7. ch says:

    “What does your mind make of this advertisement?
    “Linux desktop PC” (in German)”

    I make of it that a “Desktop-PC” (without qualifier) runs Windows. If it doesn’t run Windows, you better say so explicitly by calling it a “Linux Desktop-PC”.


  8. oe says:

    You must be very effective at hitting the nerves of truth to bring out such a vociferous discussion over what a “PC” is.

  9. Nonsense. What does your mind make of this advertisement?
    “Linux desktop PC” (in German)


    Does your brain parse that as dual-booting PCs? Twit.

  10. Contrarian says:

    ““PC” stands for “personal computer”, nothing more”

    You are out of touch with reality, #pogson. Did you see those Apple commercials? Do you think that they were a complete mystery to the viewers? After all, PC just stands for personal computer and nothing more. No need to draw a distinction between a PC and a Mac at all. All that money spent so foolishly!

    Of course not. PC means “computer with Windows” and Mac means “computer for urbane sophisticates with a fine sense of taste”.

  11. It’s not your opinion or some statistician’s opinion that matters. The world knows what it wants and the web is some representation of that global knowledge. There are people who will tell you that that other OS is on 99% of PCs and they are wrong, really wrong. Linux is a force to be reckoned with and despite the negativity of some commenters here Linux and FLOSS and ARM are happening without benefit of M$ and that other OS.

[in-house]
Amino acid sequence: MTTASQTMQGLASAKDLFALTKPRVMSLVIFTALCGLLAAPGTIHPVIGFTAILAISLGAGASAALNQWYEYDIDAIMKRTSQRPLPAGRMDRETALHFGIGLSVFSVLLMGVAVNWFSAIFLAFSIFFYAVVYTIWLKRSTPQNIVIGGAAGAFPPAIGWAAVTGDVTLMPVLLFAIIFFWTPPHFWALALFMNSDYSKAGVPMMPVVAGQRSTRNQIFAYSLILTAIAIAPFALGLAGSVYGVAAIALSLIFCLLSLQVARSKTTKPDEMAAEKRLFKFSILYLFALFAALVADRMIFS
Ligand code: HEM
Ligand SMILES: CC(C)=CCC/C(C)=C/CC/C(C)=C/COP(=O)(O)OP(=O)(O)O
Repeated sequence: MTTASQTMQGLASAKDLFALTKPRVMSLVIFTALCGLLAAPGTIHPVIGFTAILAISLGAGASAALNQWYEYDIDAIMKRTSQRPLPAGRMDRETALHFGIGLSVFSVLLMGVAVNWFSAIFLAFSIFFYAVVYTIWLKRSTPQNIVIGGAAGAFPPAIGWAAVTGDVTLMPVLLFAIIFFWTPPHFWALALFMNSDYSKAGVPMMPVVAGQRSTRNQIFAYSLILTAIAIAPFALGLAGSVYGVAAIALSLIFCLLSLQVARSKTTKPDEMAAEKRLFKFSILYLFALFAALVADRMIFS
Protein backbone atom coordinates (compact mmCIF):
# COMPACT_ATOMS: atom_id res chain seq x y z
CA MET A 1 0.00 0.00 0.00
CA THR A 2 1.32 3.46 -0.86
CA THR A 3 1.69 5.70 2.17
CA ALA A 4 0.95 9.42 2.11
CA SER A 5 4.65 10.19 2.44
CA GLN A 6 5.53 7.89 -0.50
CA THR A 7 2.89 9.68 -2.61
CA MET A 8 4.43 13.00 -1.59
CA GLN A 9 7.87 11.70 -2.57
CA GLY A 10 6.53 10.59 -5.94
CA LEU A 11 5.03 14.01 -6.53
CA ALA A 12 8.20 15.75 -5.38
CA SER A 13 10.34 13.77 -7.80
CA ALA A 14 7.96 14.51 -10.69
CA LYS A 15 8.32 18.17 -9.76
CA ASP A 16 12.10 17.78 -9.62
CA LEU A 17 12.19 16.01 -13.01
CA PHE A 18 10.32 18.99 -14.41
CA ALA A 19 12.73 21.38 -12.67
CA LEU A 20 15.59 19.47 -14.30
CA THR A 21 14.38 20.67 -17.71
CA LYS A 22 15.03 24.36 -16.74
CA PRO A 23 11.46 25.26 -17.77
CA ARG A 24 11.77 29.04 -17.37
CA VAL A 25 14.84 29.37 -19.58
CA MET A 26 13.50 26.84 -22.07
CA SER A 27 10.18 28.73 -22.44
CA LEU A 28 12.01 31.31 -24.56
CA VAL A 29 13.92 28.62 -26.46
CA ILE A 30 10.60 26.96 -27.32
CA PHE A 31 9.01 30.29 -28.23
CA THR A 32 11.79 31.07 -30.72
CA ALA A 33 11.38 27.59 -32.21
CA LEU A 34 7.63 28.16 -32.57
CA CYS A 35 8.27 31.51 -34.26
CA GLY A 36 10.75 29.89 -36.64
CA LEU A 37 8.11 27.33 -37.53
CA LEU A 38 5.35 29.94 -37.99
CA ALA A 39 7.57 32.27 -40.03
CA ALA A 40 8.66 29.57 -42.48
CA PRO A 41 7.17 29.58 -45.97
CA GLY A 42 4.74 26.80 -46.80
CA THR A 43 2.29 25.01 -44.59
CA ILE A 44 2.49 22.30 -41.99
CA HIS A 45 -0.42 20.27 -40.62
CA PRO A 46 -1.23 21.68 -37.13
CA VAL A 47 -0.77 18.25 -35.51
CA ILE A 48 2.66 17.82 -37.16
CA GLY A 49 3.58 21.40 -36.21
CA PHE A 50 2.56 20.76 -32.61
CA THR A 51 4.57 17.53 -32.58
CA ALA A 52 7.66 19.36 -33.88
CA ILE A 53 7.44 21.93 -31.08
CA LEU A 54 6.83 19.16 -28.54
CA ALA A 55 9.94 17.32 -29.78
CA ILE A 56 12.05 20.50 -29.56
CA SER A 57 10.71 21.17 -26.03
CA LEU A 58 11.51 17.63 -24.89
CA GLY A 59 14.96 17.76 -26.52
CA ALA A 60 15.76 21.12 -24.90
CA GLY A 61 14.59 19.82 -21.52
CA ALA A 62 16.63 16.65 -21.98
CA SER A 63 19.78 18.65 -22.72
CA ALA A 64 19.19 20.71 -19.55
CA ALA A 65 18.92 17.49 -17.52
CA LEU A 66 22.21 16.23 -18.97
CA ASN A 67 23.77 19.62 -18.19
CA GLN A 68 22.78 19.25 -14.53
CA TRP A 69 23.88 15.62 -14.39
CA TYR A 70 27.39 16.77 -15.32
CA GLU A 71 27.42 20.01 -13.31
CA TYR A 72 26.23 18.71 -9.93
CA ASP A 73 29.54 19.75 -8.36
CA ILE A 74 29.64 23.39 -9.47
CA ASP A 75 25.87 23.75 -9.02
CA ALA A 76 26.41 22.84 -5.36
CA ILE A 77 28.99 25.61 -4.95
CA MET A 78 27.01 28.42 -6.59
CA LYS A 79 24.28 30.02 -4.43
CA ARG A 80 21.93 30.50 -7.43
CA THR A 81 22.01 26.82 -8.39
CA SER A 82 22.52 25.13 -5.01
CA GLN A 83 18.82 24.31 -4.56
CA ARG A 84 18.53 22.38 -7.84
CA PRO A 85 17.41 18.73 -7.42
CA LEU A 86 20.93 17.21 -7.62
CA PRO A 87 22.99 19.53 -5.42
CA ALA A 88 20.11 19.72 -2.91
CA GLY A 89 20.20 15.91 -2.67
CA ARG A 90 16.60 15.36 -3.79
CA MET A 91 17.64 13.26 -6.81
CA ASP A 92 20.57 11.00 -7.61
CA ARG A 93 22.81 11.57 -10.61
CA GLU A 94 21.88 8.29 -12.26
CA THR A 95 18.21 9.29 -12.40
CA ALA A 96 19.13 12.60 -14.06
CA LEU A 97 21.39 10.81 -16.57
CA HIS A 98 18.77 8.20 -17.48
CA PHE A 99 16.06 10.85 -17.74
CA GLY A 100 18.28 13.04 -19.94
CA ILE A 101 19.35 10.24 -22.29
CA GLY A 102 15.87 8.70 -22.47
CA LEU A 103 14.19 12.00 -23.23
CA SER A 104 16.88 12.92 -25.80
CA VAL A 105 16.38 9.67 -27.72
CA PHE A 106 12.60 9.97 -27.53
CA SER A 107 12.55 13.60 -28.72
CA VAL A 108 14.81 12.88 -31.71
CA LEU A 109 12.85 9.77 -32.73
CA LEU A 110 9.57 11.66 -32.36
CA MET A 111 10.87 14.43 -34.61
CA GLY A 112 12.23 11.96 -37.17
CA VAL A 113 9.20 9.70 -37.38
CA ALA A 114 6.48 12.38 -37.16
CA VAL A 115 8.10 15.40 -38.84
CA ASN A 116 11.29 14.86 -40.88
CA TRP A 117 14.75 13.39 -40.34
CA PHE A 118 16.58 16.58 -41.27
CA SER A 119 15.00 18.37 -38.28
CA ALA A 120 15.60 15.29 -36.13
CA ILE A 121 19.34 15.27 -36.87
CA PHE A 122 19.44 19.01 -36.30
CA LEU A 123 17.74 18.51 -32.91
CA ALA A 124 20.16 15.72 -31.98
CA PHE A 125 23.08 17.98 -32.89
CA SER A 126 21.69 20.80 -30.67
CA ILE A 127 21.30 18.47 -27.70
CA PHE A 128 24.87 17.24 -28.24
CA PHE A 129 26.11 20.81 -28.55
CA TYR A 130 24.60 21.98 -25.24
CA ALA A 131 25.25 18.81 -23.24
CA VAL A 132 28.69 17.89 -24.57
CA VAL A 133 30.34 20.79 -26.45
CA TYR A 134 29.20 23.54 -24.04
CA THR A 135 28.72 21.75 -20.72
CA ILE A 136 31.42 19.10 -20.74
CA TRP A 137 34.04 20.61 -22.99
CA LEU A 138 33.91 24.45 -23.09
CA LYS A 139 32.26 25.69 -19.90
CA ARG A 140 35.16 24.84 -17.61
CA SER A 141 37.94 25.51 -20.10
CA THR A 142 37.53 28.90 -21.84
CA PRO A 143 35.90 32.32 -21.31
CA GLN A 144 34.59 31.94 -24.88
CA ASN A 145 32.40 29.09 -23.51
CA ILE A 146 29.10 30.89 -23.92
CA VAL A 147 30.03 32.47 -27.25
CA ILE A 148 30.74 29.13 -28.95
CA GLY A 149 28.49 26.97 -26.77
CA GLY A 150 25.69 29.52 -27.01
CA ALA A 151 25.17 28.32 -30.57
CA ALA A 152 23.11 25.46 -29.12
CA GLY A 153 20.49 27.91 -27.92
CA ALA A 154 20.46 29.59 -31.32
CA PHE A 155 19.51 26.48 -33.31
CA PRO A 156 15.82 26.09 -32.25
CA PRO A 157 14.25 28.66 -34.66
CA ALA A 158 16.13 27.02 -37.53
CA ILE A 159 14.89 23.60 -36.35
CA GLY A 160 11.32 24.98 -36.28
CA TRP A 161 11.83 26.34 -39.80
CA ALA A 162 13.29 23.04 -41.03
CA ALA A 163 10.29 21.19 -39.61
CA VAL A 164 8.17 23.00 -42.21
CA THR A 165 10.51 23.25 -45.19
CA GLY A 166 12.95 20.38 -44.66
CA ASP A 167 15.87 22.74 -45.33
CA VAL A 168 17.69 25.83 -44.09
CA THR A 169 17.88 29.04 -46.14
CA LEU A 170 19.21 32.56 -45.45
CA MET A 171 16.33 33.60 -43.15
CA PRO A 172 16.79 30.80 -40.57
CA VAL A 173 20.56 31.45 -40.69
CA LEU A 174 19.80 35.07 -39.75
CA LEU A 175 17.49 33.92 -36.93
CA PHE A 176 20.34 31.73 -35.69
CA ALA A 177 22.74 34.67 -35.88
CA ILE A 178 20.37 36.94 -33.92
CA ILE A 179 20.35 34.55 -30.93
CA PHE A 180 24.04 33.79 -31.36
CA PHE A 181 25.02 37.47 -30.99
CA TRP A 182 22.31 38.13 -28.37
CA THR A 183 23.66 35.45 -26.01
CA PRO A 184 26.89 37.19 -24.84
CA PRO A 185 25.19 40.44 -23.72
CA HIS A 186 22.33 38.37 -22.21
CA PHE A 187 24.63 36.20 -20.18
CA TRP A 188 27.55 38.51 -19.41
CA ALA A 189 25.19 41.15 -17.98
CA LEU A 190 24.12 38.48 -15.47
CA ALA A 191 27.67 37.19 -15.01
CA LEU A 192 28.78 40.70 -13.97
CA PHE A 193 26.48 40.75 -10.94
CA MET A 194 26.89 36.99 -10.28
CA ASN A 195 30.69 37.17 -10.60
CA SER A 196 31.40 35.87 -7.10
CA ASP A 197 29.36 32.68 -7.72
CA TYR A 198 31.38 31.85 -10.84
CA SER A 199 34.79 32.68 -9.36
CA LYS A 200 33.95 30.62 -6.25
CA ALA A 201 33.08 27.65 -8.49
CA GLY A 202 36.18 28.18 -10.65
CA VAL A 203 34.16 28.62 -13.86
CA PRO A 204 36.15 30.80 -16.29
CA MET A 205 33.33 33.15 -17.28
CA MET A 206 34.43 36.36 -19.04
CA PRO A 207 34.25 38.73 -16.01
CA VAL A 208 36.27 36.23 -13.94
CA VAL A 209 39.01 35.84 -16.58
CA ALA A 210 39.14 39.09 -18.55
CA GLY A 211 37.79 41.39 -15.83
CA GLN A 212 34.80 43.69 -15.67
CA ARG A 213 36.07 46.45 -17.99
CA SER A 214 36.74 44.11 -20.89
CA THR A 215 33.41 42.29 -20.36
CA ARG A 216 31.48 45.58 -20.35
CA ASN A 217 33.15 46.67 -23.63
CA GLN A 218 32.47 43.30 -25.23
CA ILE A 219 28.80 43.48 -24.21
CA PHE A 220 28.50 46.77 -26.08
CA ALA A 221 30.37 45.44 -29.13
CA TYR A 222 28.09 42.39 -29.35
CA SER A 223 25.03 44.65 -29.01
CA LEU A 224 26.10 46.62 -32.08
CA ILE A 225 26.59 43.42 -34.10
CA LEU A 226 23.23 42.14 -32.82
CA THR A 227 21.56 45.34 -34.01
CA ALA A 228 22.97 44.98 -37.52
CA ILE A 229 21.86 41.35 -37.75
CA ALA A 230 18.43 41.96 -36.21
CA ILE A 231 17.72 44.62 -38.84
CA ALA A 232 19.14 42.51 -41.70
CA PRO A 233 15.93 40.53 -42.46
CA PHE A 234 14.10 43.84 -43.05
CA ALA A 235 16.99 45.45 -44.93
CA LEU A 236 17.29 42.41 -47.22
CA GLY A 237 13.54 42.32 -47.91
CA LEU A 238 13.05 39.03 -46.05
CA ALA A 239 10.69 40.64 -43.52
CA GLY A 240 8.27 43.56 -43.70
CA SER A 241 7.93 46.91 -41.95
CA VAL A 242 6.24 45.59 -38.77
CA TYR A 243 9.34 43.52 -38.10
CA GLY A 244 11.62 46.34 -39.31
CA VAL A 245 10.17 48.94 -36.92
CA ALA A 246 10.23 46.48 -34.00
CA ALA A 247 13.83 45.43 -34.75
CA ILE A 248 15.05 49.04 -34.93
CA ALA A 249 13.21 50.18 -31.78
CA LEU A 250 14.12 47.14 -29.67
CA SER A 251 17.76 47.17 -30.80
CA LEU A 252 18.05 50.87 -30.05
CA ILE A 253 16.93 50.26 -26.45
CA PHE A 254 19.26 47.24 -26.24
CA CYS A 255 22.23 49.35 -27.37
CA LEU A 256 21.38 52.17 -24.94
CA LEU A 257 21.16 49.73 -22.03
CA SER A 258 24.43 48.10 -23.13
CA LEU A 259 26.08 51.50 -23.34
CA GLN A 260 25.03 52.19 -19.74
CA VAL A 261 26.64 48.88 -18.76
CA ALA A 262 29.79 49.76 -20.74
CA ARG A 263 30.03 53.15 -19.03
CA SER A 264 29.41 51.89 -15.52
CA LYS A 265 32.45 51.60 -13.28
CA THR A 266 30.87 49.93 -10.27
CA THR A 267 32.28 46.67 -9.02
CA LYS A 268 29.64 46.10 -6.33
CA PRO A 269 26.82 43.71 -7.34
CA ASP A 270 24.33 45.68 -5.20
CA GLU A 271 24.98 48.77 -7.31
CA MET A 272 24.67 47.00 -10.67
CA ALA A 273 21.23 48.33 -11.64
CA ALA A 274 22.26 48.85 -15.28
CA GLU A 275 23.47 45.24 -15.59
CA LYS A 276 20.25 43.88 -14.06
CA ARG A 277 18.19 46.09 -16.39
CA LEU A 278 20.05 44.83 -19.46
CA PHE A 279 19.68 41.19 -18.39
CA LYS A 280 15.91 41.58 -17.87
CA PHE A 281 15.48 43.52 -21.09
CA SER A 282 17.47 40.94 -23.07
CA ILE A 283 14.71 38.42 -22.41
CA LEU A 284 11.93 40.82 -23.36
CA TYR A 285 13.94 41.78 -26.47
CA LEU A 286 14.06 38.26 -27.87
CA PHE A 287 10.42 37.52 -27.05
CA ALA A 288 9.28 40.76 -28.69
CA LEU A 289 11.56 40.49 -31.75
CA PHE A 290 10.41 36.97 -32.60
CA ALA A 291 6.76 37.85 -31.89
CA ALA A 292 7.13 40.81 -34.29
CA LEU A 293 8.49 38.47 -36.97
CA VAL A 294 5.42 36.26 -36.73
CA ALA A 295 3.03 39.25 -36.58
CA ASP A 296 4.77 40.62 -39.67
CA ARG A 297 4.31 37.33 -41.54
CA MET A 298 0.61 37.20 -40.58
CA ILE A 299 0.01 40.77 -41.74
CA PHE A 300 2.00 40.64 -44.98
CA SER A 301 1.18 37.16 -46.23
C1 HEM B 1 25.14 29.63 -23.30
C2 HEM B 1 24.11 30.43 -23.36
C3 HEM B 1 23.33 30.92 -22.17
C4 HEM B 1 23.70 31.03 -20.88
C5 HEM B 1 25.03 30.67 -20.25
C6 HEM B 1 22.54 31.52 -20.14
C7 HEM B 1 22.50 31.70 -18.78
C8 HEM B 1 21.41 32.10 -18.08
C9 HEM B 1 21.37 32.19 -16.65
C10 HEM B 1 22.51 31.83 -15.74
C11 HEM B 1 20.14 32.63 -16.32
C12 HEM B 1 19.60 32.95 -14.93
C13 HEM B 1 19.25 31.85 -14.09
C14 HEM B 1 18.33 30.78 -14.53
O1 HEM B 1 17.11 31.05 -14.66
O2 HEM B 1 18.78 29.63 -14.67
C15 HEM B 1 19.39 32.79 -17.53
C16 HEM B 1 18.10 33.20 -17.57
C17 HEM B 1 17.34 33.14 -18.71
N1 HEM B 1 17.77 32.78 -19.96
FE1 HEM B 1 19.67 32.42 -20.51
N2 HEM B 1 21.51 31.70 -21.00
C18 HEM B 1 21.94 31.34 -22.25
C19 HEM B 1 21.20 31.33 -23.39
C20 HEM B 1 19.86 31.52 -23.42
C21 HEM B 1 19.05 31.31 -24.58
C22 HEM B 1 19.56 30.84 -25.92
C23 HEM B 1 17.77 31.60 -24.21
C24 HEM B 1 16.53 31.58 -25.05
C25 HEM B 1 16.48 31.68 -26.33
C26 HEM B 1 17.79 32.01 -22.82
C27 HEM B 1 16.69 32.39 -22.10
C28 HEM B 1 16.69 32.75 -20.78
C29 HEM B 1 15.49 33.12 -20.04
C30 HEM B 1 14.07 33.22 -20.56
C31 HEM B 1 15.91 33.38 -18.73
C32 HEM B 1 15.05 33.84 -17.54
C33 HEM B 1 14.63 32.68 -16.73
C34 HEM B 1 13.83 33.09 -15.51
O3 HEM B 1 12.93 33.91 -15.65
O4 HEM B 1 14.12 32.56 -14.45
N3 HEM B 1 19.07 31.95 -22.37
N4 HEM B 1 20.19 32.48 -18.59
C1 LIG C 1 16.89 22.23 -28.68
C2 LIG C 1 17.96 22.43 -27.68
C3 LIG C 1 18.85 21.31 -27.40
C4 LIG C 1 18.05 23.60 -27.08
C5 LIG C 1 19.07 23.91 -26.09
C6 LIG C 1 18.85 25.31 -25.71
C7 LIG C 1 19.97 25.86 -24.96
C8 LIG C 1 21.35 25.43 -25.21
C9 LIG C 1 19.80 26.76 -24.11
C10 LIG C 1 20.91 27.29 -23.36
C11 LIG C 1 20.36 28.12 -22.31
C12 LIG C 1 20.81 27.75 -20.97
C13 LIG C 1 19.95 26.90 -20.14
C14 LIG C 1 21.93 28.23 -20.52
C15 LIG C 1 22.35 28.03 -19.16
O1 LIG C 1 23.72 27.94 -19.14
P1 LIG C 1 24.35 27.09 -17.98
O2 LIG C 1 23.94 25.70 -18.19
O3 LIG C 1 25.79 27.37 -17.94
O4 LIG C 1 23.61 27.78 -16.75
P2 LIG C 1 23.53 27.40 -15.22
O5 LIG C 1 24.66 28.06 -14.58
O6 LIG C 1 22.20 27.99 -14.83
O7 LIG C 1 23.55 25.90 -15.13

12. Contrarian wrote the mind-numbingly thick statement, ““PC” has become a synonym for the successor to the “IBM PC” of yore.”

    “PC” stands for “personal computer”, nothing more. Apple made PCs that had no connection to the IBM PCs or that other OS. PCs are made by the hundreds of millions annually, some with x86 processors, some with Power chips, some with Sparc processors and some with MIPS and Loongson processors. They are diverse and do not fit your pigeon holes. More were built in the past year using ARM than x86.

  13. Contrarian says:


    That is not any more nonsensical than defining PC by breaking down individual words with Webster’s definition.

    “PC” has become a synonym for the successor to the “IBM PC” of yore. The alternative in most people’s minds to “PC” is “Mac” as in “I’m a PC!” or “I’m a Mac!”. That is what regular people think.

  14. Dr Loser says:

    “If you disagree with my thesis, reflect on the 994million results. That other OS gets only 1270million results.”

    Wow, you’re really losing it, aren’t you, Robert?

    In what sense is any of this nonsense supposed to be numerically inspiring?

    Do you have the slightest clue how risible this would sound to a professional statistician?

    I mean, I’m not one. And it sounds utterly ludicrous to me.

  15. Contrarian says:

    “PC” – a computer that people use in business or for home use that has a Windows OS and runs things like Quicken and a variety of common office programs, notably Word, Excel, PowerPoint, and Outlook. Maybe Access, too.